- Series: Oxford Paperbacks
- Paperback: 400 pages
- Publisher: Oxford University Press; Revised edition (April 9, 1992)
- Language: English
- ISBN-10: 0195076036
- ISBN-13: 978-0195076035
- Product Dimensions: 8 x 0.8 x 5.4 inches
- Shipping Weight: 1.3 pounds (View shipping rates and policies)
- Average Customer Review: 4 customer reviews
- Amazon Best Sellers Rank: #448,946 in Books (See Top 100 in Books)
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Asia's Next Giant: South Korea and Late Industrialization (Oxford Paperbacks) Revised Edition
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"Her findings--supported by a look at several major industries--not only give a new picture of Korea but challenge much conventional economic teaching about development."--Foreign Affairs
"By informatively examining Korea's industrialization in both a comparative and an historical context, it isolates central features that uniquely characterize contemporary industrialization in a way that few other monographs have....This book is definitely on my shortest lists of essential
readings about Korean development and about the process of industrialization more generally."--Journal of Economic Literature
"Amsden's work is well researched, highly stimulating. Indeed this is a seminal book, not just about modern Korea, but containing valuable lessons for other developing countries, and indeed for the already rich industrialized world now threatened by Korean competition."--Financial Times
"A thorough and thought provoking disquisition."--Pacific Review
"Adds a new chapter to the field of development economics by providing a systematic and comprehensive analysis of what she calls 'late industrialization as learning.'...Not withstanding her admirable scholarship, she is also a fascinating storyteller of a newly industrialized country. A
highly recommended book for anyone who is interested in the industrialization process of later developing countries."--Choice
"The book is impressive, one of the best to date on South Korean industrialization."--American Journal of Sociology
"Amsden's seminal book explains the dynamic tension, crucial to Ssouth Korea's studding economic development, between the state and business."--Far Eastern Economic Review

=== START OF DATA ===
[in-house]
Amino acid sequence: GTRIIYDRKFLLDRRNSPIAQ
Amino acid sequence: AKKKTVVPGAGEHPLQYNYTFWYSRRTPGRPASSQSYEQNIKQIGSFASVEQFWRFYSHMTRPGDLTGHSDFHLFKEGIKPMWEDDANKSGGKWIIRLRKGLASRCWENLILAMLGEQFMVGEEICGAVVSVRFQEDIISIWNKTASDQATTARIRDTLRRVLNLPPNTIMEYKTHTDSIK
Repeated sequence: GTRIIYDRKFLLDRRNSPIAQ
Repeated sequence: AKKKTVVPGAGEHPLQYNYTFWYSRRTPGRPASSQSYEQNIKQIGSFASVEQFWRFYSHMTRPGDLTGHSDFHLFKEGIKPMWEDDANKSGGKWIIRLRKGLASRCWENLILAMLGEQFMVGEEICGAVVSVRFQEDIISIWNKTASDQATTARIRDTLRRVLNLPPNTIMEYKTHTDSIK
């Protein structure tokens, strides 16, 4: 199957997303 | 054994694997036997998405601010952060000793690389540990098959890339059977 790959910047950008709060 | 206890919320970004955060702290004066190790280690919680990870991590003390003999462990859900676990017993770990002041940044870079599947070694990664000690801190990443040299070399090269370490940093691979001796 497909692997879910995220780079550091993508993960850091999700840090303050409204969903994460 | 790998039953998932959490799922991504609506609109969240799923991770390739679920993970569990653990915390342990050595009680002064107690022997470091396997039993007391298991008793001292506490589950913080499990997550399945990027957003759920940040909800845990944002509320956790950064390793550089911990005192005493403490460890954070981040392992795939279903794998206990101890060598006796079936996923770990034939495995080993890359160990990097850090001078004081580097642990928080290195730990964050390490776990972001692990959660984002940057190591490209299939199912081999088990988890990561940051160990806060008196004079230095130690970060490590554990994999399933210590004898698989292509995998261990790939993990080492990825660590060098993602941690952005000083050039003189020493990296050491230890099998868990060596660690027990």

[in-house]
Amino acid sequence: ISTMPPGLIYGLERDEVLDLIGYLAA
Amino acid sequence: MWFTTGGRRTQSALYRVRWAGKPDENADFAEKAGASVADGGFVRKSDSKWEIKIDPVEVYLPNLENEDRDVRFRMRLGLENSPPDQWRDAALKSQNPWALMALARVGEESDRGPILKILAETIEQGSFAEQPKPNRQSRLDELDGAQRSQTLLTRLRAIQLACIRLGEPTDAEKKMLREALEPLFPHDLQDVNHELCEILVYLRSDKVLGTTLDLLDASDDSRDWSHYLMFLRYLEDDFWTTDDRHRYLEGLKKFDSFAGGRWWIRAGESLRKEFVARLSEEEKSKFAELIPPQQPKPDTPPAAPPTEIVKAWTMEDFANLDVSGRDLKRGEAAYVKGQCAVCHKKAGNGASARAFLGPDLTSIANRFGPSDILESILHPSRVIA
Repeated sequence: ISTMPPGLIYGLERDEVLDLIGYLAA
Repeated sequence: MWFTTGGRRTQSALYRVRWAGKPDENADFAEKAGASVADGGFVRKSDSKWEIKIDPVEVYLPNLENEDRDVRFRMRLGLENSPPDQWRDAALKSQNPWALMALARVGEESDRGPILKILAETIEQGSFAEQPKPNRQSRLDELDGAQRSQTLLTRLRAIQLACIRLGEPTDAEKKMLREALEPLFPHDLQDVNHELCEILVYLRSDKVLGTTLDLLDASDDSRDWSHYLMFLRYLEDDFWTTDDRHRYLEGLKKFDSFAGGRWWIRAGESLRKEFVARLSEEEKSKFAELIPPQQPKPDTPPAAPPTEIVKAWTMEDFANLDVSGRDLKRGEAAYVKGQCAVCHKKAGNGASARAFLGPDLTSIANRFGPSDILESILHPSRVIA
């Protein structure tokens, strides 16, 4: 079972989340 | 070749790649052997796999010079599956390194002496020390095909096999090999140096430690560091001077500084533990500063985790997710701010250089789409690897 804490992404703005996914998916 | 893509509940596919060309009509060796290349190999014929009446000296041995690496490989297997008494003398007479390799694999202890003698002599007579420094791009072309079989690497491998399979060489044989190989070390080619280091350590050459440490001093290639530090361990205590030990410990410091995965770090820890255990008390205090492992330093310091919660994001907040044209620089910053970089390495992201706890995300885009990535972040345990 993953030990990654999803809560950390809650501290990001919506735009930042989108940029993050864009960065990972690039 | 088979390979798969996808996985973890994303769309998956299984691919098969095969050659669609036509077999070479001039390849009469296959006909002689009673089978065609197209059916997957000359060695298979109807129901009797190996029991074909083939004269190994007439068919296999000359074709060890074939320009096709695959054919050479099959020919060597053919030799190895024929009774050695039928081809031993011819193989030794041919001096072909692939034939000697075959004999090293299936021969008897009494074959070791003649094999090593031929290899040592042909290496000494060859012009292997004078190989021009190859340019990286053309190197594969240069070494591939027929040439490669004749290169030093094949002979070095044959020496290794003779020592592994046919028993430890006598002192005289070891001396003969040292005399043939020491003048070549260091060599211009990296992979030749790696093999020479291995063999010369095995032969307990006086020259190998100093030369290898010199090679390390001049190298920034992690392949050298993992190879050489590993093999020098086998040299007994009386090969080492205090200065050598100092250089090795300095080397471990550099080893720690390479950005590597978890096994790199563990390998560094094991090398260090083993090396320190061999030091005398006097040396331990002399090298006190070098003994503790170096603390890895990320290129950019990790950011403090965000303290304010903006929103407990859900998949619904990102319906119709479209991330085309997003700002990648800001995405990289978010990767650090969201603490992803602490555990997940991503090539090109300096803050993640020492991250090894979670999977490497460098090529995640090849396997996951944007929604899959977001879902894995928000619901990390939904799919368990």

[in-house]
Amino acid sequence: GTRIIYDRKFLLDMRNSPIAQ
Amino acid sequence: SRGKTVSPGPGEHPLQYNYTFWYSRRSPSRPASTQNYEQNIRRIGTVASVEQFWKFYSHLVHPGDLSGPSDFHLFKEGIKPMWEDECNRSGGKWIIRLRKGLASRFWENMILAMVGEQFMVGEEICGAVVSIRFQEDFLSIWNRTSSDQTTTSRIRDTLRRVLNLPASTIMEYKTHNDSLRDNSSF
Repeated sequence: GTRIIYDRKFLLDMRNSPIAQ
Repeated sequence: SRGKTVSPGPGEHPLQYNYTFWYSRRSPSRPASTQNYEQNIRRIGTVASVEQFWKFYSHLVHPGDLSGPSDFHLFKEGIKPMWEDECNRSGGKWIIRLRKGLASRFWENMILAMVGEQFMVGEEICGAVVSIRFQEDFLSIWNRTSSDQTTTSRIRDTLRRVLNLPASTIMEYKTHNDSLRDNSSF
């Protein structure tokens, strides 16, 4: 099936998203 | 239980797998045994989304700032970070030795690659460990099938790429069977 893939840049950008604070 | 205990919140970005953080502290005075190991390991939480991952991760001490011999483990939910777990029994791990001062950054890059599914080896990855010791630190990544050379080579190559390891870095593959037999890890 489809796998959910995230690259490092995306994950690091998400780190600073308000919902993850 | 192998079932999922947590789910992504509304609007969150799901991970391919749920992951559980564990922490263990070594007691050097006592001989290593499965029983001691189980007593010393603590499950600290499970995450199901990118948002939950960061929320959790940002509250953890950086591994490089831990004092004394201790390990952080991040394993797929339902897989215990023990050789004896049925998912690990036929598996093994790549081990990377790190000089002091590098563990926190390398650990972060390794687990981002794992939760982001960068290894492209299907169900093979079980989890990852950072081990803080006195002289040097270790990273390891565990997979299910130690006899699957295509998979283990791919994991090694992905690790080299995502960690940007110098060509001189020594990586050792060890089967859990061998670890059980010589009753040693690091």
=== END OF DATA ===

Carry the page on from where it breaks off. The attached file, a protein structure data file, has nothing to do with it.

"Amsden provides a particularly textured analysis of the consequences of shop floor strategies, transcending the usually mystifying verites of neoclassical eonomists observing South Korea's unregulated labor markets."--Science and Society
"The first full analysis of South Korean industrialization to appear, Amsden's book is a major achievement. Drawing upon broad theories of political economy that go far beyond the usual orthodoxy, she shows how a complex process of learning from abroad, combined with effective state
intervention, has brought one new industry after another to world competitiveness and made South Korea our best example in the recent period of 'late' industrialization."--Bruce Cumings, University of Chicago
"With so much already written on South Korea's extraordinary record of industrialization, the solid achievement of Alice Amsden's book is to have added an altogether fresh dimension to the story....Her unusual ability to see the process through the eyes of an expert both in production
management and in industrial organization generates some rare insights on this fascinating case."--Raymond Vernon, Harvard University
From the Back Cover
This timely book examines South Korean growth as an example of 'late industrialization, ' a process in which a nation's industries learn from earlier innovator nations, rather than innovate themselves. Discussing state intervention, shop floor management, and big business groups, Amsden explores the reasons for South Korea's phenomenal growth, paying special attention to the principle of reciprocity in which the government imposes strict performance standards on those industries and companies that it aids.
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A close look at the book's bibliography will help me clarify my proposition. The book does quote economic studies, both theoretical essays like Balassa's "Stages Approach to Comparative Advantage" and specialized studies focussing on the Korean case, like Jones and Sakong's book on Government, Business, and Entrepreneurship in South Korea, published in 1980. Interestingly, the bibliography refers to a significant number of reports and papers emanating from the World Bank's economic research department, or jointly published by the World Bank and the Korea Development Institute. This is noteworthy because in this book as in subsequent publications, Alice Amsden takes a critical view of the Bretton Woods institutions, accusing the IMF and the World Bank of trying to apply orthodox recipes and austerity measures to an economy that does not follow neoclassical principles. As an example, she refers to the World Bank's hostility when Korea decided to enter the steel business with the creation of POSCO in 1968, or to ill-conceived stabilization measures and adjustment programs projected onto an economy that had learned to grow out of its difficulties. Judged from the many studies listed in the bibliography, the least one can say is that the World Bank devoted significant resources to learning about the Korean case, and to drawing lessons from its development.